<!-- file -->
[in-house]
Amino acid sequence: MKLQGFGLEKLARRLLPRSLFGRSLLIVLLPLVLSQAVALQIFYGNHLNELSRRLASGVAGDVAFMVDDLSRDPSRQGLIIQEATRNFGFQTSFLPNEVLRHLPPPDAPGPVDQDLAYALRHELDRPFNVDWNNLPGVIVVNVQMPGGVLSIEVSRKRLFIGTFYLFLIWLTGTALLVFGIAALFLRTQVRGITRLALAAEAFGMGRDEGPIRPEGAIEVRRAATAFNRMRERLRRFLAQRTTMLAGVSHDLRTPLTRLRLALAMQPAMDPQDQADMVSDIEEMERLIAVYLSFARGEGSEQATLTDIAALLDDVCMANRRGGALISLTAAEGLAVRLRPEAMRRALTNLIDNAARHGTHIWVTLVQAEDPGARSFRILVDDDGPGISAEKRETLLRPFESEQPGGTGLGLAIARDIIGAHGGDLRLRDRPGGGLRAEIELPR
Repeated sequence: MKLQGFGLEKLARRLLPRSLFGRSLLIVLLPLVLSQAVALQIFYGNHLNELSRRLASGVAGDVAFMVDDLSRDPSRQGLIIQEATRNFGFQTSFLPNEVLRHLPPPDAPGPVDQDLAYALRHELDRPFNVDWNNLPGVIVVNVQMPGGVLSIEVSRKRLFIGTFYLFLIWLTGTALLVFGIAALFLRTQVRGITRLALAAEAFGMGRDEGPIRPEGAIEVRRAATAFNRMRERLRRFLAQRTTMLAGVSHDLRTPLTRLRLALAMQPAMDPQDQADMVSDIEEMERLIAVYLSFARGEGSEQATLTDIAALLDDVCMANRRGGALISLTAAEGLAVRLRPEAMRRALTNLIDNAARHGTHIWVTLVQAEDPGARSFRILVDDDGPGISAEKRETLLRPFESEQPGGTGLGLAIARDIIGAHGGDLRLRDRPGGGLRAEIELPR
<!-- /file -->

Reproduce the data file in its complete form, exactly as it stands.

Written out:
[in-house]
Amino acid sequence: MKLQGFGLEKLARRLLPRSLFGRSLLIVLLPLVLSQAVALQIFYGNHLNELSRRLASGVAGDVAFMVDDLSRDPSRQGLIIQEATRNFGFQTSFLPNEVLRHLPPPDAPGPVDQDLAYALRHELDRPFNVDWNNLPGVIVVNVQMPGGVLSIEVSRKRLFIGTFYLFLIWLTGTALLVFGIAALFLRTQVRGITRLALAAEAFGMGRDEGPIRPEGAIEVRRAATAFNRMRERLRRFLAQRTTMLAGVSHDLRTPLTRLRLALAMQPAMDPQDQADMVSDIEEMERLIAVYLSFARGEGSEQATLTDIAALLDDVCMANRRGGALISLTAAEGLAVRLRPEAMRRALTNLIDNAARHGTHIWVTLVQAEDPGARSFRILVDDDGPGISAEKRETLLRPFESEQPGGTGLGLAIARDIIGAHGGDLRLRDRPGGGLRAEIELPR
Repeated sequence: MKLQGFGLEKLARRLLPRSLFGRSLLIVLLPLVLSQAVALQIFYGNHLNELSRRLASGVAGDVAFMVDDLSRDPSRQGLIIQEATRNFGFQTSFLPNEVLRHLPPPDAPGPVDQDLAYALRHELDRPFNVDWNNLPGVIVVNVQMPGGVLSIEVSRKRLFIGTFYLFLIWLTGTALLVFGIAALFLRTQVRGITRLALAAEAFGMGRDEGPIRPEGAIEVRRAATAFNRMRERLRRFLAQRTTMLAGVSHDLRTPLTRLRLALAMQPAMDPQDQADMVSDIEEMERLIAVYLSFARGEGSEQATLTDIAALLDDVCMANRRGGALISLTAAEGLAVRLRPEAMRRALTNLIDNAARHGTHIWVTLVQAEDPGARSFRILVDDDGPGISAEKRETLLRPFESEQPGGTGLGLAIARDIIGAHGGDLRLRDRPGGGLRAEIELPR